Ghostbusters: Afterlife Ending Has A Harold Ramis Dedication

Ghostbusters: Afterlife has a dedication to Harold Ramis, who played Egon Spengler in the original Ghostbusters films. Ramis was joined by Bill Murray, Dan Aykroyd, and Ernie Hudson in the 1984 original directed by Ivan Reitman and returned to the role for the sequel, Ghostbusters II, in 1989. Ramis passed away in 2014 from autoimmune inflammatory vasculitis, leaving behind a tremendous legacy of work, including his acting and writing work on the phenomenon that is the Ghostbusters franchise. 

The first two films in the franchise were directed by Ivan Reitman, who also worked with Ramis early on with films like National Lampoon's Animal House, Stripes and Meatballs. Reitman would go on to direct a string of notable films, including Twins, Kindergarten Cop, Dave, and Draft Day, while Ramis would appear in several films, as well as writing and directing a number of comedy classics, including Groundhog Day, Multiplicity, Bedazzled, and Analyze This and Analyze That. Numerous attempts were made to make a third Ghostbusters film, but that ultimately never came to fruition, eventually leading to a hard Ghostbusters reboot in 2016 without the original characters.

Related: Ghostbusters: The Strange True Story Behind The Iconic Theme Song

Ghostbusters: Afterlife is directed by Ivan Reitman's son, Jason Reitman, who has become a prolific filmmaker himself, making films like Up In The Air, Young Adult, Juno, and The Front Runner. Reitman took on directing duties for the film because he felt like he had a story to tell, but also because he wanted to make something for his father and daughter, as well as a family film that honored the Ghostbusters legacy. In an interview with Empire (via Ghostbusters News), Reitman explains why there is a dedication to original star Harold Ramis at the end, saying:

"This movie is for my father, for my daughter and for Harold. For me, that’s it. For a long time, I had the idea of a girl finding a proton pack in a barn, walking outside and firing it into a row of corn and popcorn flew out. And I just didn’t know what to do with it. When Harold passed all of a sudden (in 2014), I knew who she was: it was Egon’s granddaughter. The concept of this intergenerational conversation between her and her grandfather become the real roots of what this story was. It became a Spengler story."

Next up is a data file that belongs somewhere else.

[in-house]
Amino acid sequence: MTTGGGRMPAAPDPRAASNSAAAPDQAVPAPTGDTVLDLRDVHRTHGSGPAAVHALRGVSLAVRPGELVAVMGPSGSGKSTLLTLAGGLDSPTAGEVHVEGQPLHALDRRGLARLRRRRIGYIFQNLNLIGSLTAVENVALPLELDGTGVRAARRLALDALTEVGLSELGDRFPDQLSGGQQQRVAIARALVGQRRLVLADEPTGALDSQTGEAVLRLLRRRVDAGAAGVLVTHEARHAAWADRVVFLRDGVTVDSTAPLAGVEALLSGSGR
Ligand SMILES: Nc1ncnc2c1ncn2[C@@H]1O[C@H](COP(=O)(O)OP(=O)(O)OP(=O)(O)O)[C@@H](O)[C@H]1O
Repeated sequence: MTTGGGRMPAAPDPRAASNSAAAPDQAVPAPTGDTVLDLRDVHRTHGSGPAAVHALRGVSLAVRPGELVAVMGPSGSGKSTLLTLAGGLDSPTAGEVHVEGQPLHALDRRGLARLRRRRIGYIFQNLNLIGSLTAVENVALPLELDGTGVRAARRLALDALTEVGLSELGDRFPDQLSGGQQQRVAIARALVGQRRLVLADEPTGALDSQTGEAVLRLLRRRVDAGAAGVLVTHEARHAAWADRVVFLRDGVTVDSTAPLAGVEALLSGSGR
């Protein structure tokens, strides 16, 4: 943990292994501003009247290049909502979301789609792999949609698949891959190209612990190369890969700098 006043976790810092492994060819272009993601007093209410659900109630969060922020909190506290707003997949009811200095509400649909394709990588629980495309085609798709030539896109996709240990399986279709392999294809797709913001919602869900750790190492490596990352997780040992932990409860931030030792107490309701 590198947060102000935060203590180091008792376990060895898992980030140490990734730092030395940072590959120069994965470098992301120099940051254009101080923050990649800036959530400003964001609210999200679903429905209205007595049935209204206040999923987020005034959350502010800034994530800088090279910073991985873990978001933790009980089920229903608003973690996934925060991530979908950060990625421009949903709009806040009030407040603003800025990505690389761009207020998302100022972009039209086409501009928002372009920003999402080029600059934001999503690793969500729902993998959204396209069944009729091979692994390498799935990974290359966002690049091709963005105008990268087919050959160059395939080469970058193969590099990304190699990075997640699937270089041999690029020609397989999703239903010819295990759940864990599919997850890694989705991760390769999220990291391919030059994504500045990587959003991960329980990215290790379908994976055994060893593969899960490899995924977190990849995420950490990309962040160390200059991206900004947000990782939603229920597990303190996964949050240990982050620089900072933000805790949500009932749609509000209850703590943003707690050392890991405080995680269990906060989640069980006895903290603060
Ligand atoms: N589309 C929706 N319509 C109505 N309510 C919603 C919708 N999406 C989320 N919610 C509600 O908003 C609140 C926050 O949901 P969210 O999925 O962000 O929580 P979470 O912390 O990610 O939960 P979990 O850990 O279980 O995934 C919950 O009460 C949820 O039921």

Reitman's father, Ivan, commented on the Ramis attribute as well, saying that he always thought of Ramis as "my smarter brother." He goes on to explain that Ramis was "very reasonable, very clever" and that he had a way of writing dialogue "quickly and with such dexterity". Ramis, who also became a director, would be a positive influence on Reitman, who says he felt "handicapped" when Ramis wasn't around to help him on a film.

Ramis left behind an amazing body of work that continues to live on today, making him a staple of the comedy genre, for which he excelled. While many lament the fact that a third Ghostbusters film never came together with the original cast, it appears that Ghostbusters: Afterlife may well help scratch that itch, especially with the inclusion of the actors in the film's cast. While their involvement is still a mystery to those who haven't seen the film yet, there's hope that it will bring the legacy of those characters to justice and open the doors for them to continue on. With the new cast starting out at a young age, the possibilities seem endless for more Ghostbusters films that follow the lineage of the original cast. Either way, it's nice to see Ramis honored for his contributions to the franchise and shows that Reitman and co. have their hearts in the right place for the new film, which opens on November 19.

Next: The Original Ghostbusters Script Was A Very Different Movie

Source: Empire (via Ghostbusters News)

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